All You Need to Know About the Formation of Kyanite

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Name and classification of the kyanite mineral

Kyanite is one of the polymorphs of the aluminum silicate (Al2OSiO4) mineral. Its name comes from ‘kyanos’ or ‘kuanos’. This Greek word means ‘deep blue’, and refers to the most common color in which this mineral is formed. This name was given in 1789 by the German mineralogist and geologist Abraham Gottlob Werner. Before Werner’s crystal classification, kyanite was known under many names —blue talc, lamellar/laminated beryl, sappare, sapparite and munkrudite. During the nineteenth and the early twentieth century, French geologists adopted Werner’s classification, and used an alternative spelling, cyanite. Kyanite is also known under the name disthene. Due to its color similarity with sapphire, kyanite has also been called ‘the sapphire of the poor man’.

Kyanite — a blade crystal formed at the time of continental collisions

Kyanite forms during metamorphosis of clay-rich sedimentary rocks and metamorphic pegmatites, under medium to high pressures and low to moderate temperatures. Kyanite was formed during continent-continent collisions which resulted in the formation of the super-continent Pangaea. As a result, kyanite is commonly found in mountainous areas.

Kyanite mineral typically develops in the form of elongated blades (rectangular blade crystal or subhedral blade-like prisms), in gneisses and schists. Gneisses are a type of coarse-grained metamorphic rock with a banded structure. Schists are a class of medium-grade metamorphic rocks whose mineral grains have parallel orientation. The crystal blades are often large and well-formed, which makes them popular among crystal collectors, gemologists and jewelers.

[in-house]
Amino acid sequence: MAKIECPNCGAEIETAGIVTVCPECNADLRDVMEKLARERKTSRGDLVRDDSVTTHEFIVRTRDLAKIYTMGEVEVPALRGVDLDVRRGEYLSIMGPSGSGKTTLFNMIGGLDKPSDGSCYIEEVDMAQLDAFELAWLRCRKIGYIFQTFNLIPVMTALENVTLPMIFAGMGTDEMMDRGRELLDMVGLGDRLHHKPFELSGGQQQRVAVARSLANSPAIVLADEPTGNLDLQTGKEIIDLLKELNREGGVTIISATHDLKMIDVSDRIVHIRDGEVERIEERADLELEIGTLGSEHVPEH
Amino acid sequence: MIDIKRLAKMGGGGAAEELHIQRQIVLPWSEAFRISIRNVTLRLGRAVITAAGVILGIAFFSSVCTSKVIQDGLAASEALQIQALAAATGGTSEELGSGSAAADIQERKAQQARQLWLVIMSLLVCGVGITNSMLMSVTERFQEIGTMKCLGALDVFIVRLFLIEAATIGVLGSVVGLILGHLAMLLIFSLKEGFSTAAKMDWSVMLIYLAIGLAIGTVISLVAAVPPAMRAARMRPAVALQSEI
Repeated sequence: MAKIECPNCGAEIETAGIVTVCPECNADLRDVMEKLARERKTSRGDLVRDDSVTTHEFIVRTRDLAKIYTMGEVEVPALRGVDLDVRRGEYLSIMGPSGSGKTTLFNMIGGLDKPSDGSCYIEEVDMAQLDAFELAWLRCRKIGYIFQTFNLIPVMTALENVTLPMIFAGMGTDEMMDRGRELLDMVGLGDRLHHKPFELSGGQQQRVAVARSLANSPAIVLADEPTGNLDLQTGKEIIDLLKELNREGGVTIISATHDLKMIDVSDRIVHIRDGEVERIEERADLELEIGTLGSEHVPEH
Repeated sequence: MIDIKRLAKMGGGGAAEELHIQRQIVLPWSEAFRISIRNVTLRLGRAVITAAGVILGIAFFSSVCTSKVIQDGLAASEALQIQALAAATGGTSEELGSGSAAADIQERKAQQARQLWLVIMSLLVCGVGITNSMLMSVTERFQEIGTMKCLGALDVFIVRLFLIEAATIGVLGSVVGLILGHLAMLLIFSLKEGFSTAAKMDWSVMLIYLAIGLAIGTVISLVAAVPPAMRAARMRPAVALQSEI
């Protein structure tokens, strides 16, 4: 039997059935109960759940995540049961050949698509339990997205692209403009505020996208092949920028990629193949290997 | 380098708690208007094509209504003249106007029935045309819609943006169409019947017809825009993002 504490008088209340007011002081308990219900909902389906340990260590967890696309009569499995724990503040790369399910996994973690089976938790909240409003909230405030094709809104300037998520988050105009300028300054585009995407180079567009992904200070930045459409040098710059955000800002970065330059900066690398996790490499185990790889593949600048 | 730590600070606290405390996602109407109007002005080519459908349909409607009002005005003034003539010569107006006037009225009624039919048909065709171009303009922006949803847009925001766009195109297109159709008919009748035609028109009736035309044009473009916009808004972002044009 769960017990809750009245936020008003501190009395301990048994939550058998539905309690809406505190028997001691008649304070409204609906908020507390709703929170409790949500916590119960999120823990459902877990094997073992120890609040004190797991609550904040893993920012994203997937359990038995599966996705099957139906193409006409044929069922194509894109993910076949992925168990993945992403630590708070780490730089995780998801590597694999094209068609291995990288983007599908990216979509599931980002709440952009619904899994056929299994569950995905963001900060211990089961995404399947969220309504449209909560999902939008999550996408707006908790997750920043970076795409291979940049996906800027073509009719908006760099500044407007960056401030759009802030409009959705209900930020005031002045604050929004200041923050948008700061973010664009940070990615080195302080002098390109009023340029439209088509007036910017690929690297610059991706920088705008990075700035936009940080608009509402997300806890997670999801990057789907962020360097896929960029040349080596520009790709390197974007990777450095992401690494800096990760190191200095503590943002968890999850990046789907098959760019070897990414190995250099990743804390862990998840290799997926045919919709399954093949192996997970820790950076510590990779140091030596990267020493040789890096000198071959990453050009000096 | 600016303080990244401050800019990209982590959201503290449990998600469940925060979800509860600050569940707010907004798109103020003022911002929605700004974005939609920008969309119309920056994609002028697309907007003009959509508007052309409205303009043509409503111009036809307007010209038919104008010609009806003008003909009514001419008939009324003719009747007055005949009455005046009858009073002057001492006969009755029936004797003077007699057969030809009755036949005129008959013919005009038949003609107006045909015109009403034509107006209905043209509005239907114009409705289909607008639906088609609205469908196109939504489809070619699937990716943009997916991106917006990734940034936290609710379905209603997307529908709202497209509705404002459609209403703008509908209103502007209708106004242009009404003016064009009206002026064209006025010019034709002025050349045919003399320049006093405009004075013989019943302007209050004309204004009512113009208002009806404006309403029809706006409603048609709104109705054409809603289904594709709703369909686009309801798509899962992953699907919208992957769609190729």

Less commonly, kyanite can be found in quartzite (a hardened, metamorphic rock composed of quartz) and eclogite (a dense metamorphic rock formed from magic igneous rock). Kyanite is also found in igneous rocks, such as granite. It is often accompanied by other minerals, such as garnet, mica, staurolite, andalusite, talc, hornblende, gedrite and corundum.

Kyanite sometimes occurs in masses of crystals, radiating in veins. Very rarely, this brittle mineral can be found in flattened tabular crystals, and even as a part of V-shaped crystal twins.

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Anisotropic kyanite — a crystal with two strengths

One of the alternative names of kyanite is disthene, or ‘two strengths’ (from the Greek ‘di’, meaning ‘two’, and ‘destenos’, meaning “force”). The name reflects the anisotropic character of the crystal. The mineral’s hardness can vary, based on the crystallographic direction. When measured longitudinally (along the blade), the hardness of on the Mohs scale of crystal hardness is 4.5-5. When measured across the perpendicular orientation, the hardness is 6.5-7.

The color formation in kyanite

The color of kyanite can be gray-green, various hues of blue (light to dark to indigo), black, white or even colorless. Very rarely, kyanite can be yellow, orange or pink. The most common colors are blue and blue-gray. Often, within a single crystal, multiple shades can be present in zones, blotches and color stripes.